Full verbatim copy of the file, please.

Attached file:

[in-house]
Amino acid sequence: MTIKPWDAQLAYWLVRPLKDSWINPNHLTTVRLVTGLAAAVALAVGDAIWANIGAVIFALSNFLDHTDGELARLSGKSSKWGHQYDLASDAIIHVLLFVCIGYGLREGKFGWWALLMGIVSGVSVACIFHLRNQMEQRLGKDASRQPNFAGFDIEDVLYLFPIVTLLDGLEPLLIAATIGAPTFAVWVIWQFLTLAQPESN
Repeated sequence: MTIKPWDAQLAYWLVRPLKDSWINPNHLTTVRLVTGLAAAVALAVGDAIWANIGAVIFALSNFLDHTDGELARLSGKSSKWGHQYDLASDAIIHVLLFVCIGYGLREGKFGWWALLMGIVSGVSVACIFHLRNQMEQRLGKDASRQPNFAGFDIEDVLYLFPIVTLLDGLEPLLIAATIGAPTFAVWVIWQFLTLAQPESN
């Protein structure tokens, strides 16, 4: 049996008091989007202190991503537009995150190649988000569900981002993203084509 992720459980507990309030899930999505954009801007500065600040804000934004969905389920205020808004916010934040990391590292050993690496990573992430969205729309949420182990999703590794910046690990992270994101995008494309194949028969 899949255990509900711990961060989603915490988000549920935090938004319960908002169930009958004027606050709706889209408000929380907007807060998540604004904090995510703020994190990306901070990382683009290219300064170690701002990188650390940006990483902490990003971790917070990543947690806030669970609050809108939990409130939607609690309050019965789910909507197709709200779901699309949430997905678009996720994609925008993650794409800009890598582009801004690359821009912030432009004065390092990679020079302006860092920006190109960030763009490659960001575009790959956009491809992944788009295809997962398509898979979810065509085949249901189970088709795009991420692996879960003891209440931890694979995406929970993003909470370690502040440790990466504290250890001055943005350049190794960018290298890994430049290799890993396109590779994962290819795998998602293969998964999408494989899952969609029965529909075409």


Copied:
[in-house]
Amino acid sequence: MTIKPWDAQLAYWLVRPLKDSWINPNHLTTVRLVTGLAAAVALAVGDAIWANIGAVIFALSNFLDHTDGELARLSGKSSKWGHQYDLASDAIIHVLLFVCIGYGLREGKFGWWALLMGIVSGVSVACIFHLRNQMEQRLGKDASRQPNFAGFDIEDVLYLFPIVTLLDGLEPLLIAATIGAPTFAVWVIWQFLTLAQPESN
Repeated sequence: MTIKPWDAQLAYWLVRPLKDSWINPNHLTTVRLVTGLAAAVALAVGDAIWANIGAVIFALSNFLDHTDGELARLSGKSSKWGHQYDLASDAIIHVLLFVCIGYGLREGKFGWWALLMGIVSGVSVACIFHLRNQMEQRLGKDASRQPNFAGFDIEDVLYLFPIVTLLDGLEPLLIAATIGAPTFAVWVIWQFLTLAQPESN
């Protein structure tokens, strides 16, 4: 049996008091989007202190991503537009995150190649988000569900981002993203084509 992720459980507990309030899930999505954009801007500065600040804000934004969905389920205020808004916010934040990391590292050993690496990573992430969205729309949420182990999703590794910046690990992270994101995008494309194949028969 899949255990509900711990961060989603915490988000549920935090938004319960908002169930009958004027606050709706889209408000929380907007807060998540604004904090995510703020994190990306901070990382683009290219300064170690701002990188650390940006990483902490990003971790917070990543947690806030669970609050809108939990409130939607609690309050019965789910909507197709709200779901699309949430997905678009996720994609925008993650794409800009890598582009801004690359821009912030432009004065390092990679020079302006860092920006190109960030763009490659960001575009790959956009491809992944788009295809997962398509898979979810065509085949249901189970088709795009991420692996879960003891209440931890694979995406929970993003909470370690502040440790990466504290250890001055943005350049190794960018290298890994430049290799890993396109590779994962290819795998998602293969998964999408494989899952969609029965529909075409």